Arthur Hailey's newest roman-a -American-industry is a long paean to the people who give us better things for better living through drugs. "Strong Medicine" is the putative inside story of the pharmaceutical industry, "revealing," proclaims its advance publicity, "the machinations of a business where millions of dollars and millions of lives hang on every decision."
Much as "Airport" and "Hotel" and "Wheels" did their bits for airports, hostelries and cars, "Strong Medicine" reassures us that all is well with the American way, despite a glitch here or there, such as, in the instance here, Thalidomide and various other potentially disastrous products and practices. Never mind, most of these are the products of individual human villainy, not machinations of the industry at all.
Unabashedly, Hailey tells us in his preface that the book's heroine is at least reminiscent of his wife, which makes it perhaps a bit outre' to suggest that "Strong Medicine" protagonist Celia Jordan may be a little too good to be true. She is attractive, of course -- what Hailey heroine isn't? -- but also brilliant, intuitive, innovative, sensitive, loyal, feminine and witty. She is conscious to the point of ennui of her singularity as a loophole lady in an all-male domain. But she is, Hailey is quick to tell us, no feminist.
Celia Jordan is worshiped and adored by most everyone in the novel, except the "bad guys," who are instantly identifiable by their perverted response to her charms. But to those gentle readers who meet her along the way, she is a crashing bore.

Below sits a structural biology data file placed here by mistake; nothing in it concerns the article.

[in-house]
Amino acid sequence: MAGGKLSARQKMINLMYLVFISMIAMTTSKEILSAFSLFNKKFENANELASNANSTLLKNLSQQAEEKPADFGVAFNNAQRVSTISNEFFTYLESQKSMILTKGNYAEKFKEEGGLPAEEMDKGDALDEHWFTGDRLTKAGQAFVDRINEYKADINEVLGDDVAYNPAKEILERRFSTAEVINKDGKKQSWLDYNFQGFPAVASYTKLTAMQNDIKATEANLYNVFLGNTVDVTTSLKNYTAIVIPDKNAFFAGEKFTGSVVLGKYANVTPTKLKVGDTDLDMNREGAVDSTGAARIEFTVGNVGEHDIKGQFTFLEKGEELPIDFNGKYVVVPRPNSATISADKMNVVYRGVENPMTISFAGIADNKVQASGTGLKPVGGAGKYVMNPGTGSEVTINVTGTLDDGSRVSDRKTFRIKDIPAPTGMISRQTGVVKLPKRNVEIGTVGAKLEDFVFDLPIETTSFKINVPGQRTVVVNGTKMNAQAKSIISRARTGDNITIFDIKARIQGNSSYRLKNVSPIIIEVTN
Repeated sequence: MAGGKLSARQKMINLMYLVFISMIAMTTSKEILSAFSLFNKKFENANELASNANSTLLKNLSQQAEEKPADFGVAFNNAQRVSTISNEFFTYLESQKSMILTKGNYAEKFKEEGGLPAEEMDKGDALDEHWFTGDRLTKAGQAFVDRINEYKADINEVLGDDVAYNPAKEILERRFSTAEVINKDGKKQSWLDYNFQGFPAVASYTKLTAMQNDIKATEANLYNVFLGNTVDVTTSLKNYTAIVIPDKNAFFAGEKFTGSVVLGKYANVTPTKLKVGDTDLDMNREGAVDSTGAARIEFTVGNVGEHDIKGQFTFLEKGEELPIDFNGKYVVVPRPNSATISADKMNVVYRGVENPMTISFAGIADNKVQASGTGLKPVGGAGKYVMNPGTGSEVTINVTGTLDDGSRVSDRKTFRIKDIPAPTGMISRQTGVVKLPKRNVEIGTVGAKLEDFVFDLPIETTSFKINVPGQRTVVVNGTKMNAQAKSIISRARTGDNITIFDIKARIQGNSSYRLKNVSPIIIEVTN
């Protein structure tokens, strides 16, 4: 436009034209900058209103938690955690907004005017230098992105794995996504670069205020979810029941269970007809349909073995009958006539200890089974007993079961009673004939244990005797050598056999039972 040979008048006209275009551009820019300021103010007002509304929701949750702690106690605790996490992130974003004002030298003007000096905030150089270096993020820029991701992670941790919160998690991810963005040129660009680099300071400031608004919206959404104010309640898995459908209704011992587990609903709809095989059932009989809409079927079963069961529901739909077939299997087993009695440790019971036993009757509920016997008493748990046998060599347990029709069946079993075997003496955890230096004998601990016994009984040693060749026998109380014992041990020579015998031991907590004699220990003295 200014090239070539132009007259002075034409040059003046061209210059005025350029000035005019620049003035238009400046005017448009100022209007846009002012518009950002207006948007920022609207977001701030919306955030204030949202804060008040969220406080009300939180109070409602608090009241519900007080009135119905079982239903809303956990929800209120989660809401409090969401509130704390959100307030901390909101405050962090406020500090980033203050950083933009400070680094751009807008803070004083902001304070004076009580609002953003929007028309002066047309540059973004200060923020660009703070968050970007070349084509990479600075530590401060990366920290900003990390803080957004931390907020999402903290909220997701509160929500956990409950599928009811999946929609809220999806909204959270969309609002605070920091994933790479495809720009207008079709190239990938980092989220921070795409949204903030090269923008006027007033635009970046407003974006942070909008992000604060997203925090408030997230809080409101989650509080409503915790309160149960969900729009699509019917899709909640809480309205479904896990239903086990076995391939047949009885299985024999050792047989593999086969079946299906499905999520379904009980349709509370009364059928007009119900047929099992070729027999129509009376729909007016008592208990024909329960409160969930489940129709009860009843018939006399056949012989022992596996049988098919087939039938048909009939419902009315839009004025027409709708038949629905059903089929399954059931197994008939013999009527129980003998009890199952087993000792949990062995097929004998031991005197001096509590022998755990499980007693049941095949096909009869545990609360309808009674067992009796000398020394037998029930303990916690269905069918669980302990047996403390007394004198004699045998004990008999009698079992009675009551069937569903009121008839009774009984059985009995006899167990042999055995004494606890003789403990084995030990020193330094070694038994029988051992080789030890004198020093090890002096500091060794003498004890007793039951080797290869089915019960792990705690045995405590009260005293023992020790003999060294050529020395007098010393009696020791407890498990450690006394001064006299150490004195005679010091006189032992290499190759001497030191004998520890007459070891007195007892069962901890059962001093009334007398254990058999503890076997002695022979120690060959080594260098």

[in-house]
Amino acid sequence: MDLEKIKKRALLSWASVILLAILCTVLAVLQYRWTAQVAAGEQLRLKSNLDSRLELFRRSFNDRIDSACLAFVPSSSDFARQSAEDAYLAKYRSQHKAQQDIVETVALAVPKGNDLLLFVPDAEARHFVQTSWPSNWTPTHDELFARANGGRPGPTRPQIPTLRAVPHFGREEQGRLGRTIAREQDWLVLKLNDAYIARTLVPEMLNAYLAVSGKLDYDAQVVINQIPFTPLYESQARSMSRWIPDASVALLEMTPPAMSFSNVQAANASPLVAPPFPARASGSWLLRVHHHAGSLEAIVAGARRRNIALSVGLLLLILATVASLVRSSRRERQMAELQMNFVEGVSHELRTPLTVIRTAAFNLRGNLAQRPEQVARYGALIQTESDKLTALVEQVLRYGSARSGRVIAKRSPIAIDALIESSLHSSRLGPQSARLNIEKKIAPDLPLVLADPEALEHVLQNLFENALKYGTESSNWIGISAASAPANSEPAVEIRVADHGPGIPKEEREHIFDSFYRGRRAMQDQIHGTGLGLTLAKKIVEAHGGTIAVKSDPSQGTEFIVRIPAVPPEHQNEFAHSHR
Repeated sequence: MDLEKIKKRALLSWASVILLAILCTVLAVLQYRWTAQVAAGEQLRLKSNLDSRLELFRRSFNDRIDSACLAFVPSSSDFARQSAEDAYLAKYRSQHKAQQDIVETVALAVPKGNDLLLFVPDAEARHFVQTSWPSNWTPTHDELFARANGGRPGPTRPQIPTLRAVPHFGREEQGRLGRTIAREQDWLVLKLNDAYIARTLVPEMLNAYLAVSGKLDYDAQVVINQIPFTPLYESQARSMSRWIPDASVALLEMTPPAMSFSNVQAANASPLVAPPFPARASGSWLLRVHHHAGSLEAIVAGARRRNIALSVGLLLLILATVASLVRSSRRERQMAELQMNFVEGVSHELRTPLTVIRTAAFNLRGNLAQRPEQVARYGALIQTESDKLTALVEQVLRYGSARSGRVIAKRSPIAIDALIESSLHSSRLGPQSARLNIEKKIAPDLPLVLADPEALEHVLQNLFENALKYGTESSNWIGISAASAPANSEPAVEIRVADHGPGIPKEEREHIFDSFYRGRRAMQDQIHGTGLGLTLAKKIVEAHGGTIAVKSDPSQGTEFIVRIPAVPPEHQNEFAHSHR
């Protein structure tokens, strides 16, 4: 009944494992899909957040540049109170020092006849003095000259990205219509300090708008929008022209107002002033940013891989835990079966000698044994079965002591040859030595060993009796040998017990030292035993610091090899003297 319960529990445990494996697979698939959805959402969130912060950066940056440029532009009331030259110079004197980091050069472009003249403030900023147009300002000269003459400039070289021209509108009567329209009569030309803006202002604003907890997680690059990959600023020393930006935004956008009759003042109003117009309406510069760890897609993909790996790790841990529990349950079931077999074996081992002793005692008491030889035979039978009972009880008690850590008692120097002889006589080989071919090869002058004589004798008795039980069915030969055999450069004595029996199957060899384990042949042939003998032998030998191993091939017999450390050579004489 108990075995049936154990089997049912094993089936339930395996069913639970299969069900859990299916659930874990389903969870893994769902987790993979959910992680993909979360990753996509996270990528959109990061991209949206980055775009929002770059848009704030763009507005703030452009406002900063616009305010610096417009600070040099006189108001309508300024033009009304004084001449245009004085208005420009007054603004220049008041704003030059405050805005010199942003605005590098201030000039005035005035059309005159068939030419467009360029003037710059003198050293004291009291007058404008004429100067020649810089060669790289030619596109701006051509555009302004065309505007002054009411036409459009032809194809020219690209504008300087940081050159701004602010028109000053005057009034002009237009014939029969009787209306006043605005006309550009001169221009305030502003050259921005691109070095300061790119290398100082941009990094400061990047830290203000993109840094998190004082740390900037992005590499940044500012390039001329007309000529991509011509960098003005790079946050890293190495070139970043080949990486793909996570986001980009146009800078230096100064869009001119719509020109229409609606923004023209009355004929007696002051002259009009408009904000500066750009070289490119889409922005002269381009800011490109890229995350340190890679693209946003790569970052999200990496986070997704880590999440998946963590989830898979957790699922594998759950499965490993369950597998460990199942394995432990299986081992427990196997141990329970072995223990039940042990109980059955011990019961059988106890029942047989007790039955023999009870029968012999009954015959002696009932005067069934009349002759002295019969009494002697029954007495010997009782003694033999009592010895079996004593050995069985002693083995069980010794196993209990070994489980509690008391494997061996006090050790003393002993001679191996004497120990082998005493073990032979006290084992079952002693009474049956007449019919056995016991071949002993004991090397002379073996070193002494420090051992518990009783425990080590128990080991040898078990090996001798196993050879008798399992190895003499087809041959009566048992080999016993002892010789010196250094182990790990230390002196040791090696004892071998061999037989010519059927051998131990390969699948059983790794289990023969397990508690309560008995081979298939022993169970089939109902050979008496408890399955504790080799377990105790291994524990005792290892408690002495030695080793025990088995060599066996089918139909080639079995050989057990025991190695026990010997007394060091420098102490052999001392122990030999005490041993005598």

Nothing that goes wrong with the drug company she eventually heads is ever her fault -- or the fault of the system. It is paragon Celia who prevents Fielding-Roth -- her company -- from jumping on the Thalidomide bandwagon, but she isn't so lucky in keeping the company's own anti-morning sickness drug ("Montayne") off the market a decade and The reviewer writes a column for The Washington Post Health section. a half later. Not her fault, of course, but that of an embittered and mostly failed research director who blackmails an alcoholic FDA official.
(Oh yes, in the reality of "Strong Medicine," the Food and Drug Administration is much less sturdy than the industry with which it must deal. Foot-dragging on the one hand; susceptible to blackmail on the other.)
Celia meets her husband when, as a neophyte in the business, she manages to lay her hands on an unapproved, experimental drug that she sees at once will save the life of an otherwise doomed patient of this terribly attractive physician. It is the terribly attractive physician whom she marries, and they live happily ever after, more or less, despite everything else that goes on.
At one point along the way the perfect Celia suddenly hops into bed with a scientist she discovered in England who has set out to find a cure for Alzheimer's disease, with which his mother is afflicted. This one-night stand is designed, I suppose, to show us that dear Celia is human, but it is jarringly out of character.
There is precious little real action in this latest Hailey potboiler. Indeed the pot never gets much past simmer. Celia's own character is too pure to be burdened by much conflict in her personal life.
Oh sure, the company official -- her mentor, who won't listen to her concerns about Montayne -- kills himself after his daughter gives birth to a grandchild brain-damaged by the drug, but that was predictable, and the character was so one-dimensional that you really don't care.
And oh yes, there is a sadistic research scientist who lets the laboratory mice suffer, and British animal rights people are depicted as mindless vandals, but that all takes about three pages.
The wicked scientist's life's work turns out to be a dud, whereas the good scientist (the one who beds Celia) marries a humane lab assistant, lives happily ever after and discovers a peptide that not only cures Alzheimer's, but is also both a safe weight-loss drug and a powerful aphrodisiac.
Now that might be strong medicine. "Strong Medicine," however, isn't.